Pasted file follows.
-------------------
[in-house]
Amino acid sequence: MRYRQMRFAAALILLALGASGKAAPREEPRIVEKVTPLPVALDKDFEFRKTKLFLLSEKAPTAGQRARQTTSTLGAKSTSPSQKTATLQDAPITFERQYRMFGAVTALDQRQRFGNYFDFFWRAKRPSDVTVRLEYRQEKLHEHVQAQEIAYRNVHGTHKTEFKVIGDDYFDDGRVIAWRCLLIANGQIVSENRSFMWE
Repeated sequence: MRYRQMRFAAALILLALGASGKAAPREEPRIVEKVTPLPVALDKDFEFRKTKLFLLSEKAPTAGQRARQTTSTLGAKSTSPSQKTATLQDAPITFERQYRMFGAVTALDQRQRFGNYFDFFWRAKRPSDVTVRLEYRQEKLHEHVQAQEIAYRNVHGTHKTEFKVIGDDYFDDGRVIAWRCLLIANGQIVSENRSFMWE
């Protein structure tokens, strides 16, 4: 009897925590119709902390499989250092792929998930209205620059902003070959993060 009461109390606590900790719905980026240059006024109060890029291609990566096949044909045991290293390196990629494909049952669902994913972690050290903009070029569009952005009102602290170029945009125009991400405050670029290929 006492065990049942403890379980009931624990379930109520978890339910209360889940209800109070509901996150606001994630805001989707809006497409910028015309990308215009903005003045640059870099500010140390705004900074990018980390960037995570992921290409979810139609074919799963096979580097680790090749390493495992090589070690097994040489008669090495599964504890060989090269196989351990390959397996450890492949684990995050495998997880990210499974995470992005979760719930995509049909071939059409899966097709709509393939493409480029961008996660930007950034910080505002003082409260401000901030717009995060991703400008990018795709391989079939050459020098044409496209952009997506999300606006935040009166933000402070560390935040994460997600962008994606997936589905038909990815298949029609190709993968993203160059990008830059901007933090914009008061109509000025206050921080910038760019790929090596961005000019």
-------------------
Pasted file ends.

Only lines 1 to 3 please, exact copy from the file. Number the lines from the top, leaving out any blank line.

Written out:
[in-house]
Amino acid sequence: MRYRQMRFAAALILLALGASGKAAPREEPRIVEKVTPLPVALDKDFEFRKTKLFLLSEKAPTAGQRARQTTSTLGAKSTSPSQKTATLQDAPITFERQYRMFGAVTALDQRQRFGNYFDFFWRAKRPSDVTVRLEYRQEKLHEHVQAQEIAYRNVHGTHKTEFKVIGDDYFDDGRVIAWRCLLIANGQIVSENRSFMWE
Repeated sequence: MRYRQMRFAAALILLALGASGKAAPREEPRIVEKVTPLPVALDKDFEFRKTKLFLLSEKAPTAGQRARQTTSTLGAKSTSPSQKTATLQDAPITFERQYRMFGAVTALDQRQRFGNYFDFFWRAKRPSDVTVRLEYRQEKLHEHVQAQEIAYRNVHGTHKTEFKVIGDDYFDDGRVIAWRCLLIANGQIVSENRSFMWE